State of the Figure 8

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Special Forces Team, Figure 8 Ranch

I was inspired last night by the President’s annual address (yawn) to bring all of you, my fellow Americans, up to speed on the condition of our rancho in the pines.  I am happy to report that State of the Figure 8 is healthy, happy, and good, and I am delivering this address with an empty chair here in my office, meant to symbolize the continued absence of any inspirational candidate for 2016.

It has been a busy year.  Looking back, it’s hard to see where much of it went.  Since our arrival here three winters ago we have been engaged in an endless series of improvement projects.  Tree clearing, fencing, more fencing, fake river building, more tree clearing, garden construction, greenhouse projects, barn building, and more fencing.  Thankfully, the barn was completed just before the snows hit–it was a touch and go project beset by various delays–because it has been a tremendous winter so far.  We have not seen bare ground in three months, and more snow is on the way.  That’s good for a lot of reasons, not least of which is the Cascade snowpack, upon which we all depend.

And the population of our homestead continues to grow.  We lost two chickens, but have added another border collie, and on Sunday I will be hauling in two horses from California. So we are +1 in total ranch population, which I’m told is good for the economy.  I am most excited about the horses, and starting a young colt named Remi.  He is a find and a prospect, and most importantly will fill a large hole that has existed in my solar plexus since I last rolled my bed and moved to town.    

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The house that Remi built

I did not get an elk this year, though not for lack of trying.  In fact, I can now reveal, after further research, that I was indeed a member of the “Most Difficult Elk Hunt of All Time.”  Four of us drove to Durango, Colorado, with every intention of overloading our freezers with gigantic bulls, but much like the relief parties sent up the Nile to rescue Chinese Gordon from Khartoum, we were beset with any number of problems: indecision, grown men who could not ride horses, loads of gear that fell off the mules, a shortage of firewood and propane at the drop camp, a heart pounding, life-before-your-eyes, 100 foot uncontrolled slide for life to the edge of a cliff, and strictly vertical climbs to ten thousand feet in eighteen inches of snow.  Bottom line:  no bull for Craig this year.  I never even saw one.  I saw tracks, I could smell them, and I jumped them twice, only to hear them crashing away into the dark timber.  Hugh Glass I was decidedly not.  But we are nothing if not adaptable on the Figure 8, and we will be raising a feeder steer this year to cover the gap.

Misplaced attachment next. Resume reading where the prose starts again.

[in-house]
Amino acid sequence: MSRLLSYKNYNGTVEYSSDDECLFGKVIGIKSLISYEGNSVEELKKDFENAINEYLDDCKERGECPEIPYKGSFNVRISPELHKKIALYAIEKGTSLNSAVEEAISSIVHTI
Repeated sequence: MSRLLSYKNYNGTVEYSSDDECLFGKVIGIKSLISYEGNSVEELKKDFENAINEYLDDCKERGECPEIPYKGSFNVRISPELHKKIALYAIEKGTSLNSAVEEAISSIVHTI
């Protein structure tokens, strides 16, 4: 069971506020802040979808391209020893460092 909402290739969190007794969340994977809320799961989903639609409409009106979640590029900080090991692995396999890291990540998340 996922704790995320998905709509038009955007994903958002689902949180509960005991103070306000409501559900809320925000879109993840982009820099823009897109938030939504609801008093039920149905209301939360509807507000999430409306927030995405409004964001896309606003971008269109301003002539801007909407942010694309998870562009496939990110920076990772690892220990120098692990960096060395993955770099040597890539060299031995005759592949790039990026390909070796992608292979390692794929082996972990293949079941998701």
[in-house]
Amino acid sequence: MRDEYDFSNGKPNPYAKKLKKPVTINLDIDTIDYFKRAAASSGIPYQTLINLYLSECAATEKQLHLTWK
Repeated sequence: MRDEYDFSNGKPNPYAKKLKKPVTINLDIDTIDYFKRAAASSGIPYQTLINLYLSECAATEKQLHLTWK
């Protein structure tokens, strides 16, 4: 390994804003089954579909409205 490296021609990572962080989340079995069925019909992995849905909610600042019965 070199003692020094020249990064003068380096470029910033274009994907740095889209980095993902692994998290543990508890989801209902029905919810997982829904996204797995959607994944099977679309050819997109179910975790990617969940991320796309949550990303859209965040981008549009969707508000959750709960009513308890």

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The Road Goes On Forever, and the Party Never Ends…High Rock, Nevada

And so that’s the state of it, folks.  And I would add one more thing.  What we are doing here is an experiment in roping a dream out of the ether, of holding it in our hands and shaping it into something tangible, while we still have the life to do it.  We made a bold decision to blow out of California, leaving ludicrously well paid jobs, friends, and family, to chase down our dreams and to embrace the bumps and scrapes, the heartaches and smiles a long the way.  And we are not alone.  I had the opportunity to interview a fascinating man yesterday, a former Blue Angels pilot who flew 120 combat missions in an A6 Intruder over Vietnam.  He is now an accomplished oil painter, a humanitarian, and man of abiding faith.  His name is Jim Horsely.  He said, “If your memories are bigger than your dreams you are headed for the grave.”  I like that quite a bit, and that’s the spirit that underpins the state of the Mighty Figure 8.

***Lastly, Nugget News editor Jim Cornelius has gallantly risked his reputation and career by taking me on as a freelancer.  My first column appeared there today–you can find it here.  And I would encourage you to check out his terrific blog at FrontierPartisans.com.